This book takes Python programming well beyond casual programming, and beyond the use of Python as a glorified scripting language to access statistical or graphics tools, etc. This is level one or even level two material. If you are writing software to distribute to others, handling time zones, want to optimize code, or experiment with different programming paradigms (i.e. functional programming, generating code, etc.) then you will find Serious Python informative and interesting. Multi-threading, optimization, scaling, methods and decorators, and integration with relational databases are also covered. (A decorator is a function that “decorates,” or changes or expands, a function without motifying i.) The material is carefully and richly explored, and the writing is clear and concise. Continue reading Serious Python Programming
Minecraft is probably the most creative video game out there, not in the sense that its creators are creative, but rather, that it is all about creating things, and this is done by constructing novelty out of a relatively simple set of primitives. But to do so, the player needs to know about the building blocks of Minedraft, such as Lava, Fencing, Redstone, Levers, various chest and chest related things, and so on.
Yes, you (or your child) can learn as you go playing the game, watch a few YouTube videos, etc. But if we want to fully enjoy and integrate the Minecraft experience, and help that child (or you?) get in some more reading time, there must be books. For example, the Minecraft: Blockopedia by Alex Wiltshire. Continue reading Minecraft Blockopedia
Many of the key revolutions, or at least, overhauls, in biological thinking have come as a result of the broad realization that a thentofore identified variable is not simply background, but central and causative.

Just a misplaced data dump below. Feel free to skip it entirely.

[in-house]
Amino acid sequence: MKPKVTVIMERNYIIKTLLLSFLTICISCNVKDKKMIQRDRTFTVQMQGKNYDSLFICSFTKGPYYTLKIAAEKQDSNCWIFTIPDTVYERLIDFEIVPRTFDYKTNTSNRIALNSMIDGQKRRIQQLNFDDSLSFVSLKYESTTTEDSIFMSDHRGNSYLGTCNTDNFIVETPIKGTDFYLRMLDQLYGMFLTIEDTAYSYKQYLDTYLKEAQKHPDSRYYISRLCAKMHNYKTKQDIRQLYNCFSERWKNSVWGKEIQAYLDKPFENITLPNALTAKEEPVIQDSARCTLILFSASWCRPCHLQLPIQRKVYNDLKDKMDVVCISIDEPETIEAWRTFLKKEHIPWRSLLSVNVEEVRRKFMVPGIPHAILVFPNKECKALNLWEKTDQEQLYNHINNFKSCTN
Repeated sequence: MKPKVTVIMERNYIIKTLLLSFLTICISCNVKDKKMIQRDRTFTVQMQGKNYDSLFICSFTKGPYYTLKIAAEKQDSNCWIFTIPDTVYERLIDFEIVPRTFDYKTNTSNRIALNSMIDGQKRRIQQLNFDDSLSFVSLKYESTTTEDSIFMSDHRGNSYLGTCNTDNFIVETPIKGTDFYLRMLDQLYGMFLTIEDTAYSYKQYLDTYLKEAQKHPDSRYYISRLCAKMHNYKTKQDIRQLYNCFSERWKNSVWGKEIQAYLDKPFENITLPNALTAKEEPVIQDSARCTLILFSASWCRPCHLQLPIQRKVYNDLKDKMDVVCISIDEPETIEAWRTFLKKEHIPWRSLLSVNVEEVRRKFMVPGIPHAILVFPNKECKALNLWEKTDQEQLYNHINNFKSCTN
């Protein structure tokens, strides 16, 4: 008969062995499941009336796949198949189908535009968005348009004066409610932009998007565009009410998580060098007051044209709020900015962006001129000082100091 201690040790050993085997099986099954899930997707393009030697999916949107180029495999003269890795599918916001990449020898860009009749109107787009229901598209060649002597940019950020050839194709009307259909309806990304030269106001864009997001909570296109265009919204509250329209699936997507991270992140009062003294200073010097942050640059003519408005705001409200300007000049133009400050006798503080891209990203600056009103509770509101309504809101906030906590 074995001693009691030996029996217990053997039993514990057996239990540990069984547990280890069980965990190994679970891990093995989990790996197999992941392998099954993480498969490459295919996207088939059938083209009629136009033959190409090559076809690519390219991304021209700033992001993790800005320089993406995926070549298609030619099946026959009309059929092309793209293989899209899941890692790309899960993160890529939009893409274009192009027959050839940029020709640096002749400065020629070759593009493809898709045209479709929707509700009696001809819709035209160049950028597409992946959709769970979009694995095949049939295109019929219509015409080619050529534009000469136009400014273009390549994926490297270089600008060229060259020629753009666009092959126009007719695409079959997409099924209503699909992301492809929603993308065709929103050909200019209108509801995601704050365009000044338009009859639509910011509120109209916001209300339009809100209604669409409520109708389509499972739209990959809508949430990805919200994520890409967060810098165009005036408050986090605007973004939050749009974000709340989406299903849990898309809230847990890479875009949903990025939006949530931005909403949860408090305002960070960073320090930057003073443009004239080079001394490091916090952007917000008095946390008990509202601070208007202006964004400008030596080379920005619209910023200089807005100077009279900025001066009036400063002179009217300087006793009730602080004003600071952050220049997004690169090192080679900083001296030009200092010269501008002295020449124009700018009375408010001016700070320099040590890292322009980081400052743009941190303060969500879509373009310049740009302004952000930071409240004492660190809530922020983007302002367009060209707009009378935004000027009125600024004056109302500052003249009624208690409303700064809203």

I’m sure everyone always thought, since first recognized, that if genes are important than good genes would be good. Great, even. But it took a while for Amotz Zahavi and some others to insert good genes into Darwin’s sexual selection as the cause of sometimes wild elaboration of traits, not a female aesthetic or mere runaway selection. Continue reading Time itself as a resource that drives evolution
And freedom? And why is education power and freedom?
The whole point of the enlightenment is that knowledge sets us free. “Wherever the people are well informed,” Thomas Jefferson wrote, “they can be trusted with their own government.” That we are less free than we can, and should, be is the point of Shawn Otto’s book The War on Science: Who’s Waging It, Why It Matters, What We Can Do About It. If you’ve not read it, please do so.
It is also the point of, let’s see … the First Amendment of the United States Constitution.
Congress shall make no law respecting an establishment of religion, or prohibiting the free exercise thereof; or abridging the freedom of speech, or of the press; or the right of the people peaceably to assemble, and to petition the government for a redress of grievances.
Under Trump, these freedoms are threatened daily. We are at a tipping point. A Trump is possible when the politicians and elected officials of this country have taken enough power from the voters that they can make voting itself a non-democratic act. A Trump is possible when ignorance becomes the willed objective of a large portion of the thought leaders of our society. Once a certain point of institutionalized repression of democracy, and a certain point of culturally determined ignorance, are reached, someone like Trump can become president and then, imperialized by whichever powers control him, push us the rest of the way.
That is the point of the best of this year’s Super Bowl commercials. The only one worth watching. In fact, better than the game turned out to be. This is it, from the Washington Post:
And, welcome to Uncanny Valley:
This is a reposting of an item I originally published in Seed Magazine. The online version of that was lost when Seed went belly-up. I post it here because I occasionally try to refer to it but can never find it. But now, I can!
Original Title: Perfect Strangers
The Eerie Emotional Response Brought On By Near-Duplicates Of Ourselves Raises Interesting Questions About Perception And Expectations Continue reading Taking a walk through Uncanny Valley